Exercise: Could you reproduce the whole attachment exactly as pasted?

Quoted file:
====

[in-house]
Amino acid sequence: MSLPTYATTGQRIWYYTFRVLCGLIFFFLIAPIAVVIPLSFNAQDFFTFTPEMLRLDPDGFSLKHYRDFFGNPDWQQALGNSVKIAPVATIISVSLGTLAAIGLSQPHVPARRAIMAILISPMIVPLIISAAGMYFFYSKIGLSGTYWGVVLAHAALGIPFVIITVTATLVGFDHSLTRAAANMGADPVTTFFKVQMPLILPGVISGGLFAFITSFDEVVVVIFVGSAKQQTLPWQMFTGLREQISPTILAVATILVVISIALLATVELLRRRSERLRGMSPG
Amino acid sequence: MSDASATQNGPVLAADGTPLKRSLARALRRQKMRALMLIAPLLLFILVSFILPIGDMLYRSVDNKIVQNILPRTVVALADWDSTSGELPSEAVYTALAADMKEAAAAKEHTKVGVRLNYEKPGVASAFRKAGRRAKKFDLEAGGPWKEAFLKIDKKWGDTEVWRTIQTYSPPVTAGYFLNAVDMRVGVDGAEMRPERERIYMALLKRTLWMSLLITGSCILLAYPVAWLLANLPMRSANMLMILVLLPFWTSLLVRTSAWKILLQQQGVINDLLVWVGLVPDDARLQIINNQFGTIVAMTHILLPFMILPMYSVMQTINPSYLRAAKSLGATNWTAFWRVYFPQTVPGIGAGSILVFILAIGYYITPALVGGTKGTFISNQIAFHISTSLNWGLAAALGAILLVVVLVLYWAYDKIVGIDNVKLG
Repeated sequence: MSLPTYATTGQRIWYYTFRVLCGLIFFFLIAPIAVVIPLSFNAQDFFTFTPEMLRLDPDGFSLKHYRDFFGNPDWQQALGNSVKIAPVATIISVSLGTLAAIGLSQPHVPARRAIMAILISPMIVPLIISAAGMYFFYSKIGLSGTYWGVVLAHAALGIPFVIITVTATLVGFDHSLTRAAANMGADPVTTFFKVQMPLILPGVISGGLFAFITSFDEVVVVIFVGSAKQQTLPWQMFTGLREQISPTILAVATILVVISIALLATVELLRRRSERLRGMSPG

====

[in-house]
Amino acid sequence: MSLPTYATTGQRIWYYTFRVLCGLIFFFLIAPIAVVIPLSFNAQDFFTFTPEMLRLDPDGFSLKHYRDFFGNPDWQQALGNSVKIAPVATIISVSLGTLAAIGLSQPHVPARRAIMAILISPMIVPLIISAAGMYFFYSKIGLSGTYWGVVLAHAALGIPFVIITVTATLVGFDHSLTRAAANMGADPVTTFFKVQMPLILPGVISGGLFAFITSFDEVVVVIFVGSAKQQTLPWQMFTGLREQISPTILAVATILVVISIALLATVELLRRRSERLRGMSPG
Amino acid sequence: MSDASATQNGPVLAADGTPLKRSLARALRRQKMRALMLIAPLLLFILVSFILPIGDMLYRSVDNKIVQNILPRTVVALADWDSTSGELPSEAVYTALAADMKEAAAAKEHTKVGVRLNYEKPGVASAFRKAGRRAKKFDLEAGGPWKEAFLKIDKKWGDTEVWRTIQTYSPPVTAGYFLNAVDMRVGVDGAEMRPERERIYMALLKRTLWMSLLITGSCILLAYPVAWLLANLPMRSANMLMILVLLPFWTSLLVRTSAWKILLQQQGVINDLLVWVGLVPDDARLQIINNQFGTIVAMTHILLPFMILPMYSVMQTINPSYLRAAKSLGATNWTAFWRVYFPQTVPGIGAGSILVFILAIGYYITPALVGGTKGTFISNQIAFHISTSLNWGLAAALGAILLVVVLVLYWAYDKIVGIDNVKLG
Repeated sequence: MSLPTYATTGQRIWYYTFRVLCGLIFFFLIAPIAVVIPLSFNAQDFFTFTPEMLRLDPDGFSLKHYRDFFGNPDWQQALGNSVKIAPVATIISVSLGTLAAIGLSQPHVPARRAIMAILISPMIVPLIISAAGMYFFYSKIGLSGTYWGVVLAHAALGIPFVIITVTATLVGFDHSLTRAAANMGADPVTTFFKVQMPLILPGVISGGLFAFITSFDEVVVVIFVGSAKQQTLPWQMFTGLREQISPTILAVATILVVISIALLATVELLRRRSERLRGMSPG